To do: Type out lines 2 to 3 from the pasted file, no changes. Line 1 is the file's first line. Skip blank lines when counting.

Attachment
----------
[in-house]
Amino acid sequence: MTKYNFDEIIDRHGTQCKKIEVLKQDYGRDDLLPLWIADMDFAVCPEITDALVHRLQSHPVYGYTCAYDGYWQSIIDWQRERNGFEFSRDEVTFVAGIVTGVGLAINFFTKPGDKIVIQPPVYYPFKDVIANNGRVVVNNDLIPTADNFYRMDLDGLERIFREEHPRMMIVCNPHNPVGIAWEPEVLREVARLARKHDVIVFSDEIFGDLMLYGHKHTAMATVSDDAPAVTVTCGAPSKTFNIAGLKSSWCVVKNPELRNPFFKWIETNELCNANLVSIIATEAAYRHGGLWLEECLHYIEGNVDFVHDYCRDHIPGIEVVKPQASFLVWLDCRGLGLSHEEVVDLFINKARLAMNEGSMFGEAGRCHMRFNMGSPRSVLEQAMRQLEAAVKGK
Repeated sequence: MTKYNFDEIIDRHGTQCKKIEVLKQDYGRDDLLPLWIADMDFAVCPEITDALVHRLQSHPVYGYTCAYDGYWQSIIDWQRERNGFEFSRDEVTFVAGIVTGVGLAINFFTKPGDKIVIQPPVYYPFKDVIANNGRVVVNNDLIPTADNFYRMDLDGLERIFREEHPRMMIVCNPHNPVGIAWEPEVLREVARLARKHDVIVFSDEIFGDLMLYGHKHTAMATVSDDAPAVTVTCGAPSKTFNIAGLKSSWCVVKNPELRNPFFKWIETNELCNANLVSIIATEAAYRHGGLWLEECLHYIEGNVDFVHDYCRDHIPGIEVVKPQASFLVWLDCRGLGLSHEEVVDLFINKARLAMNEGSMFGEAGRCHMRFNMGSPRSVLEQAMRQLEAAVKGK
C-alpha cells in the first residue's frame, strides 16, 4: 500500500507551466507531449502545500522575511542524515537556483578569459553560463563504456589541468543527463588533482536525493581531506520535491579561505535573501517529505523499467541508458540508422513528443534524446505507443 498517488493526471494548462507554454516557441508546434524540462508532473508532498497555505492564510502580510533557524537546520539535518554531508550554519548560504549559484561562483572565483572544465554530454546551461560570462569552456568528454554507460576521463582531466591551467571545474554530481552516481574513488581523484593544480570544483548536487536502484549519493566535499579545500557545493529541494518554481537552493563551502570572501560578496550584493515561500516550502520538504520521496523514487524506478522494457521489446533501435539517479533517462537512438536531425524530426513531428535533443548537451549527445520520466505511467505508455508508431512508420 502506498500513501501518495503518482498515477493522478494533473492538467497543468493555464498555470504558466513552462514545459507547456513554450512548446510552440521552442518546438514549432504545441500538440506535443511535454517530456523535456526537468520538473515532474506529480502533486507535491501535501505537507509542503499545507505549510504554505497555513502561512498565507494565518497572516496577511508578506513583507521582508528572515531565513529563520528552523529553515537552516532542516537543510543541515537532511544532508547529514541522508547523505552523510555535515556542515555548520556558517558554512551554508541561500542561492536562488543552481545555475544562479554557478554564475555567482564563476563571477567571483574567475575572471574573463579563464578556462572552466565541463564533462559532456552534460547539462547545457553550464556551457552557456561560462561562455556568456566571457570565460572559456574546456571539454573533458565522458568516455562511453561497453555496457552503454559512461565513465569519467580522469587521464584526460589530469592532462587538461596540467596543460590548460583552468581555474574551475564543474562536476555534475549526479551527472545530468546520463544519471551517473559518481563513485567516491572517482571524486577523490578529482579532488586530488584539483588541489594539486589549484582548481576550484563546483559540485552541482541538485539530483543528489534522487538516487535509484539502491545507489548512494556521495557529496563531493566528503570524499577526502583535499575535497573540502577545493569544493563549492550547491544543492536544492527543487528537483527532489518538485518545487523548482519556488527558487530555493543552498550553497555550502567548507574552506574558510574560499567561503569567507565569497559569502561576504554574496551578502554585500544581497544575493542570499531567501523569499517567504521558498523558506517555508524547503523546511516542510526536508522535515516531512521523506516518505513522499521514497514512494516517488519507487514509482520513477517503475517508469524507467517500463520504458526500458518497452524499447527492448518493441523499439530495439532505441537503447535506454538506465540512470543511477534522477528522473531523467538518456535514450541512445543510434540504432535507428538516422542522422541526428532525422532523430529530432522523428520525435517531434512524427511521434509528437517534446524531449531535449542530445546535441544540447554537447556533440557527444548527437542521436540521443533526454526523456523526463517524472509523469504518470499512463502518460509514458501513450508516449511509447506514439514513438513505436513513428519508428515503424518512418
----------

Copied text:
Amino acid sequence: MTKYNFDEIIDRHGTQCKKIEVLKQDYGRDDLLPLWIADMDFAVCPEITDALVHRLQSHPVYGYTCAYDGYWQSIIDWQRERNGFEFSRDEVTFVAGIVTGVGLAINFFTKPGDKIVIQPPVYYPFKDVIANNGRVVVNNDLIPTADNFYRMDLDGLERIFREEHPRMMIVCNPHNPVGIAWEPEVLREVARLARKHDVIVFSDEIFGDLMLYGHKHTAMATVSDDAPAVTVTCGAPSKTFNIAGLKSSWCVVKNPELRNPFFKWIETNELCNANLVSIIATEAAYRHGGLWLEECLHYIEGNVDFVHDYCRDHIPGIEVVKPQASFLVWLDCRGLGLSHEEVVDLFINKARLAMNEGSMFGEAGRCHMRFNMGSPRSVLEQAMRQLEAAVKGK
Repeated sequence: MTKYNFDEIIDRHGTQCKKIEVLKQDYGRDDLLPLWIADMDFAVCPEITDALVHRLQSHPVYGYTCAYDGYWQSIIDWQRERNGFEFSRDEVTFVAGIVTGVGLAINFFTKPGDKIVIQPPVYYPFKDVIANNGRVVVNNDLIPTADNFYRMDLDGLERIFREEHPRMMIVCNPHNPVGIAWEPEVLREVARLARKHDVIVFSDEIFGDLMLYGHKHTAMATVSDDAPAVTVTCGAPSKTFNIAGLKSSWCVVKNPELRNPFFKWIETNELCNANLVSIIATEAAYRHGGLWLEECLHYIEGNVDFVHDYCRDHIPGIEVVKPQASFLVWLDCRGLGLSHEEVVDLFINKARLAMNEGSMFGEAGRCHMRFNMGSPRSVLEQAMRQLEAAVKGK